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      • Published 17 Jan 2023
      • Last Modified 29 Aug 2023
    • 13 min

    A Guide to RJ45 Connectors

    Find out more about RJ45 connectors and how to wire them in our comprehensive guide.

    In this beginners’ guide to the various types of RJ45 connector for sale online, we will answer some basic FAQs about why and how these network connectors work the way they do. We will identify various options you might see and explain how to wire an RJ45 connector to an Ethernet cable.

    What is an RJ45 Connector?

    RJ45 network connectors are most commonly found at either end of an Ethernet (wired internet) connection. At first glance, they appear similar to the familiar telephone plugs and jacks which connect landlines to walls or switchboards. However, RJ45 connectors are typically slightly larger.

    The term RJ45 connector is widely used today to describe both male RJ45 plugs and female RJ45 sockets. The plugs, sometimes called modular connectors, are usually found on the end of Ethernet cables. The sockets or jacks are generally embedded in the device that is being hooked up or mounted to a fixed wall panel.

    Definition of an RJ45 Connector

    Registered jacks are for telecoms network interfaces. Their job is to link various types of voice and data equipment either to a central hub or directly to each other.

    In modern domestic and commercial environments, RJ45 connectors are primarily used for plugging an internet-enabled device directly into hardware such as a modem, router, or server. The connectors themselves are the modular sets of fittings at either end of the physical data connection (Ethernet cable) joining one networked device to another.

    As previously mentioned, the term ‘RJ45 connector’ can broadly refer to both male and female versions of these jacks and plugs. In the case of Ethernet networking, the plug fixtures on cable ends are the RJ45 male parts, while the sockets found on the devices themselves are RJ45 female parts.

    Technical RJ45 Definitions

    Most standard Ethernet data cables have a core consisting of four twisted-pair wire strands, making eight individual wires in total. Male RJ45 plugs separate and correctly terminate these eight individual wires. In other words, RJ45 wiring is based on an 8P8C (8 position, 8 contact) configuration.

    Standard RJ45 is defined as a mechanically-keyed variant on a generic 8P8C body. Mechanically keyed essentially means that RJ45 connectors also include an additional tab. This extra tab is designed to prevent them from being mated with any other socket standards which are visually similar, but electrically incompatible. It also prevents accidental disconnection.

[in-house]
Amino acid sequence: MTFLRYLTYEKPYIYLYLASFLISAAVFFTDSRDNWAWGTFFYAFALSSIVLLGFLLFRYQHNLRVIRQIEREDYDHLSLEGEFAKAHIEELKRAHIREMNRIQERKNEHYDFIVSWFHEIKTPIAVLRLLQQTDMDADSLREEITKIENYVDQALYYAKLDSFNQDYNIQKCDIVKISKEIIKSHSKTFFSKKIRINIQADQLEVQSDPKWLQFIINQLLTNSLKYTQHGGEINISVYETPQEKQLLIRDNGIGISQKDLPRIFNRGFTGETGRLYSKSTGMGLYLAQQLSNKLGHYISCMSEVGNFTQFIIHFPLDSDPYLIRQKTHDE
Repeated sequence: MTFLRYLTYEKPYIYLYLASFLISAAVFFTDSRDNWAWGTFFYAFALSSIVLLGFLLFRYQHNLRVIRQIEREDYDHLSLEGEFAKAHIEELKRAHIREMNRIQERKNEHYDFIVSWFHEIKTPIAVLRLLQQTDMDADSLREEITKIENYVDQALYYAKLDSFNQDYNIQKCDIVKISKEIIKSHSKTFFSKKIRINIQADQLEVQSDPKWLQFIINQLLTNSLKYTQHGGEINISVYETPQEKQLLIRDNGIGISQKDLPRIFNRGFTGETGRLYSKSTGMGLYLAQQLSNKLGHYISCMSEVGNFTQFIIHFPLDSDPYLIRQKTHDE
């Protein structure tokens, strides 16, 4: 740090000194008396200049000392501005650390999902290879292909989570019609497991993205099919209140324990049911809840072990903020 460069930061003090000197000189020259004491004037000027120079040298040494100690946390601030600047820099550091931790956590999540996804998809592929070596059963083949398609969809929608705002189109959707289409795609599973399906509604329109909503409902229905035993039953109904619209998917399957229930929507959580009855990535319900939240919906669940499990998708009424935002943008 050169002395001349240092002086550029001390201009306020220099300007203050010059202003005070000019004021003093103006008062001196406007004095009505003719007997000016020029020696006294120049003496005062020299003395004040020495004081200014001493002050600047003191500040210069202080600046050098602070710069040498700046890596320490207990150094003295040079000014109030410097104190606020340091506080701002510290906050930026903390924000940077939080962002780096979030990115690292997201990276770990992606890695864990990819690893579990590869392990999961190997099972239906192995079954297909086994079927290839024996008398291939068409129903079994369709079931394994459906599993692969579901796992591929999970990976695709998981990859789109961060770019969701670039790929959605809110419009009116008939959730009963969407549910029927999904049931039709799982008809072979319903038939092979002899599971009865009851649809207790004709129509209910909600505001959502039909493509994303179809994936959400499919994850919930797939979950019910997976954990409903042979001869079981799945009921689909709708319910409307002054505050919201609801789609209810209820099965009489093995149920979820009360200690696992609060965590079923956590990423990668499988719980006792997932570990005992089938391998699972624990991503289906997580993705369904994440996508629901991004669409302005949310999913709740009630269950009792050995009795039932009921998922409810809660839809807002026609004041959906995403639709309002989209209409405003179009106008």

For an RJ45 network connector to function properly, the eight Ethernet cabling wires must be inserted into the correct pinout locations on the male connector. With RJ45, this is done following either a T568A or T568B wiring standard. Each of these standards has its own colour-coded wiring convention, achieving two different forms of connectivity.

    What is RJ45?

    RJ45 stands for ‘Registered Jack 45’. This tells you that it is part of a universally standardised networking interface. These registration interfaces were designed in the 1970s to ensure full compatibility between telephone company hardware and consumer equipment. The newly standardised range of jacks and plugs were released as a series of miniature modular connectors – of which RJ45 is one type.

    Referring to a registered jack used to specifically imply the standardised female sockets and their wiring (hence the term ‘jack’, meaning socket). However, this has gradually shifted over time. Today, RJ45 is widely used as a shorthand reference for both male and female components of the modular RJ45 connector system.

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    Wired Ethernet Connections and RJ45 Connectors

    Wired Ethernet connections between devices are often preferred as a physical alternative to wireless or Wi-Fi networks. This is because wired Ethernet tends to provide a more reliable, stable, and interference-free connection. It also offers the potential for faster data transfer speeds than wireless in most cases and prevents interception of sensitive data by hackers.

    Today, Ethernet networks are commonplace in both domestic and professional environments. A network is simply several interconnected devices that are capable of sharing data between one another. Home networks, for example, are usually based around a router or modem, connected to various other devices and sharing out data. This might include PCs and laptops, smart TVs, mobile phones, games consoles, media servers, printers, and so on. A domestic setup of this kind is an example of a LAN (Local Area Network). The name comes from the fact that all devices linked to it are close to the others, typically within the same building.

    If all the devices on a given network can interconnect wirelessly, then there may not necessarily be any Ethernet or RJ45 cabling involved at all. However, when they are linked by a physical, wired connection for better speed and stability of data transfer, it is invariably some category of Ethernet cable that connects them. It will have a small plastic or metal plug fitting at both ends. Corresponding sockets on the respective devices will allow the plug to slot in easily, making a secure connection. These modular plug and socket fittings are commonly known as RJ45 connectors.